Monday, August 27, 2007

August 27

Ed Gein, America’s greatest necrophiliac, was born 101 years ago today in La Crosse, Wisconsin. Gein’s mother, Augusta, was crazed with religion and eventually insisted her family retreat from the temptations of the city, where she believed her sons would turn into sex-crazed zombies. Moving to rural Plainfield, the Gein family lived in relative isolation from the rest of the world, with Ed and his older brother Henry remaining on the farm well into their adult years.

Sadly for “Weird Old Eddie,” Gein’s father, his brother Henry, and his mother all died within a five-year period during the early 1940s. Gein’s devotion to his mother was especially severe, and her passing crushed him. This left Ed utterly alone with his increasingly bizarre obsessions, which included human taxonomy and graverobbing -- interests he cultivated by reading pulp fiction, pornography and medical almanacs. Freed from the supervisory eyes of his family, Gein’s various sojourns to the graveyards of central Wisonsin provided him with a great many trophies. Among his more impressive feats, Ed Gein exhumed the bodies of the recently deceased and shrank their heads, some of which he displayed to the occasional visitor, claiming to have received them from the South Pacific. He also draped flayed skin over a tailor’s dummy, intending to compose a suit of female skin.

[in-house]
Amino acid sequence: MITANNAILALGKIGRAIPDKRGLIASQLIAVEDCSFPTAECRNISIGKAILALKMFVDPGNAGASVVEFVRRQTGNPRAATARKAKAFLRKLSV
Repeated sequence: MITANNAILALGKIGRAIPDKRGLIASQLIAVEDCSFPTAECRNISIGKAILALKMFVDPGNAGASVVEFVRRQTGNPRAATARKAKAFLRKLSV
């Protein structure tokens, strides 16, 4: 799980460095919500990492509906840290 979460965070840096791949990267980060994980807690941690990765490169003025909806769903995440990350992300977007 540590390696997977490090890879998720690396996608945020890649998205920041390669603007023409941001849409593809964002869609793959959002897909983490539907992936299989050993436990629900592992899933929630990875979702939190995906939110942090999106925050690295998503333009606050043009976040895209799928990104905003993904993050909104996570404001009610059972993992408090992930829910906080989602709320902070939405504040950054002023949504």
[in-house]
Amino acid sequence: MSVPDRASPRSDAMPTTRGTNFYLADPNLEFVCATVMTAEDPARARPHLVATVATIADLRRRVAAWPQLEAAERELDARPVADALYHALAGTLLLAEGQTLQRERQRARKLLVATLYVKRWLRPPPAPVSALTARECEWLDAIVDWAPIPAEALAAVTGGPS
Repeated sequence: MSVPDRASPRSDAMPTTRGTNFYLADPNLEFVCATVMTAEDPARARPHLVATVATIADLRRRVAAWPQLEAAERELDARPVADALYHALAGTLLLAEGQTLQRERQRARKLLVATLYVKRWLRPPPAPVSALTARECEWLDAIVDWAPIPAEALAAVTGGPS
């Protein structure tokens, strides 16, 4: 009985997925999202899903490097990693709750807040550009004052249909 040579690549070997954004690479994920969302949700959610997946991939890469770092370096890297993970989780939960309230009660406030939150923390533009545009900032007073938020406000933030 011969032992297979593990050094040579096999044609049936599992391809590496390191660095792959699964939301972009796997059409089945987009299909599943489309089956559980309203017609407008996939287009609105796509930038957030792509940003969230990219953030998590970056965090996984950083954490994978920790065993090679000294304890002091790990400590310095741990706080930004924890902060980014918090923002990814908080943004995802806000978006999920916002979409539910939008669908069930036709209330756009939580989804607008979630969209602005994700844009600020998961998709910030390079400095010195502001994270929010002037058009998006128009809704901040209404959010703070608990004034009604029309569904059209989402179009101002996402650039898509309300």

In November 1957, a Plainfield hardware store owner named Bernice Worden vanished; Gein was the last person seen at her store, and his reputation cast reasonable suspicion on his role in the disappearance. When Gein’s farmhouse was searched, horrified police -- including Worden’s son, who happened to be the sheriff -- discovered the missing woman’s decapitated corpse, hanging upside-down in the woodshed like a dressed deer. In addition to Worden’s body, Gein’s house was found to contain a necklace of human lips, clothing and lampshades composed of tanned human skins, and skulls that had been converted into bedposts and soup bowls. The refrigerator was packed with human organs.

Declared unfit to stand trial, Ed Gein was hospitalized for a decade before receiving his day in court. In 1968, his medical confinement was made permanent as a judge declared him not guilty by reason of insanity. After nearly thirty years of confinement at Central State Hospital, Gein died of respiratory failure in July 1984, a month before his 78th birthday.